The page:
Superheroes know organic is better for our bodies and for the planet, but most people believe organic foods are expensive, hard to find, and out of reach. Now, I’m a coupon clipping, budget conscious mom yet I’ve been able to easily integrate organic choices into my family’s diet. It just takes a little know how and a few tricks:

  1. Focus on the dirty dozen. Although 100% organic would be great, for some people its just not feasible. That’s why Environmental Working Group puts out an annual list of the dirty dozen–the top 12 fruits and vegetables known to have the highest and most harmful concentrations of pesticides and chemicals. If you can’t go 100% organic, focus on just replacing the dirty dozen with organic choices.
  2. Shop in season. The reason organic is sometimes more expensive is because, out of season, organic is more expensive to produce. In season, organic fruit and vegetables are considerably cheaper. One, because it has a shorter shelf life and needs to move quickly. Two, because organic produces abundant crops in season. Plus, focusing on seasonal choices forces you to add variety to your diet and to eat in a way that’s more in tune with your bodies natural processes.
  3. Shop local. Not only is it great to show support for your local farmers and ranchers, it’s cheaper too. You cut out the middle man and if you frequent the farmer’s markets and small outlets on a regular basis, you can develop a rapport with the producers–and get in on some good deals reserve for loyal customers.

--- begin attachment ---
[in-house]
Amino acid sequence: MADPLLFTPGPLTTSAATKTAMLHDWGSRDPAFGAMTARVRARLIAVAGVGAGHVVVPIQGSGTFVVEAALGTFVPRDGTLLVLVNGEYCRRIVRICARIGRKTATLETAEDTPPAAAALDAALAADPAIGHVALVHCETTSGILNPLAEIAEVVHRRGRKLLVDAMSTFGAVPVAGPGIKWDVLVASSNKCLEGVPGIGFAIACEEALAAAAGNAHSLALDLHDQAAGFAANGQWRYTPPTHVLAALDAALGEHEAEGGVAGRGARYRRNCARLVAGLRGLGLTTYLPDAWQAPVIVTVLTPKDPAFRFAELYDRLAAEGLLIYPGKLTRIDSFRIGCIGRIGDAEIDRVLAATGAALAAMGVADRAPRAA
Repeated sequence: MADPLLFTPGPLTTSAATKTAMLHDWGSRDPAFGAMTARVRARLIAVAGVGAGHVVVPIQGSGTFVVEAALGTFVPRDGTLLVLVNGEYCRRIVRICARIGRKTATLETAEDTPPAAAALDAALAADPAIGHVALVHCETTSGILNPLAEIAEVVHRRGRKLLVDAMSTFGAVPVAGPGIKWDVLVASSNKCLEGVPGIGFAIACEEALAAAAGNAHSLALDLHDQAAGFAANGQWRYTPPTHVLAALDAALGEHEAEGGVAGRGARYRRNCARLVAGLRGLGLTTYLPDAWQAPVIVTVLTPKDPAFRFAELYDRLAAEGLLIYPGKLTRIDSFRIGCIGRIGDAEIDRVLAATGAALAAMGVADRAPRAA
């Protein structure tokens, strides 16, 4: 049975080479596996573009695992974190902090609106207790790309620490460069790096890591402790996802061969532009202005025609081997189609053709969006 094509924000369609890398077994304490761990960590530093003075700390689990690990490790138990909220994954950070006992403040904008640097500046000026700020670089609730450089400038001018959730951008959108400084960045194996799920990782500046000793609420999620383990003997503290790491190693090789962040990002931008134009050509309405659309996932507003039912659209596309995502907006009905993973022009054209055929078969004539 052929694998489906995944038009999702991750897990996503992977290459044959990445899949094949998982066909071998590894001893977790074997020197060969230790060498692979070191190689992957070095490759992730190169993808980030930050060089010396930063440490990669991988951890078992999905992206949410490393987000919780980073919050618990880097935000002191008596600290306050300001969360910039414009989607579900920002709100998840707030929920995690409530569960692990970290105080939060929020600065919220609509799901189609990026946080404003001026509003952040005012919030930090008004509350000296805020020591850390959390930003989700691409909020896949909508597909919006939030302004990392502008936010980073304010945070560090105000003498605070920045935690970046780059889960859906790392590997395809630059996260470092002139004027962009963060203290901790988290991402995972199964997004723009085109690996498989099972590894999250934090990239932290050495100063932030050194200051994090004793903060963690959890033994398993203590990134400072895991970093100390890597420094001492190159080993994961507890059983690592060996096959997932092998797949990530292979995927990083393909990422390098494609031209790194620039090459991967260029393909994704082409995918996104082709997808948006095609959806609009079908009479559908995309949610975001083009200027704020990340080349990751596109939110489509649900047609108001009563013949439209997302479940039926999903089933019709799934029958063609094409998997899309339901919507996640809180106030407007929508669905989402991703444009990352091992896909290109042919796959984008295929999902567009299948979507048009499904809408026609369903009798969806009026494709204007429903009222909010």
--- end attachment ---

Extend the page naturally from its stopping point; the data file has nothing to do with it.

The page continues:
4. Shop like the Europeans do. One of the biggest issues is that many Americans end up throwing away huge amounts of food. We buy too much at a time, so the fruits and veggies go bad before we’ve had a chance to consume them. I’ve been guilty of it too and have to wrangle myself when I’m surrounded by sales and delicious looking fruit. Europeans don’t buy in bulk. They buy enough for a few days or a week maximum, especially for perishables.
  5. Go frozen. Frozen items such as meats, fruits, and vegetables keep longer and often have higher nutrient value than fresh. This is another great way to avoid the waste mentioned above.

Chain stores are also jumping on the organic trend, offering organic choices at competitive prices. As it becomes more popular and more people elect organic over conventional, availability will go up and the price will go down. It’s all part of that vote with your dollar concept I ranted about on Monday’s soapbox.

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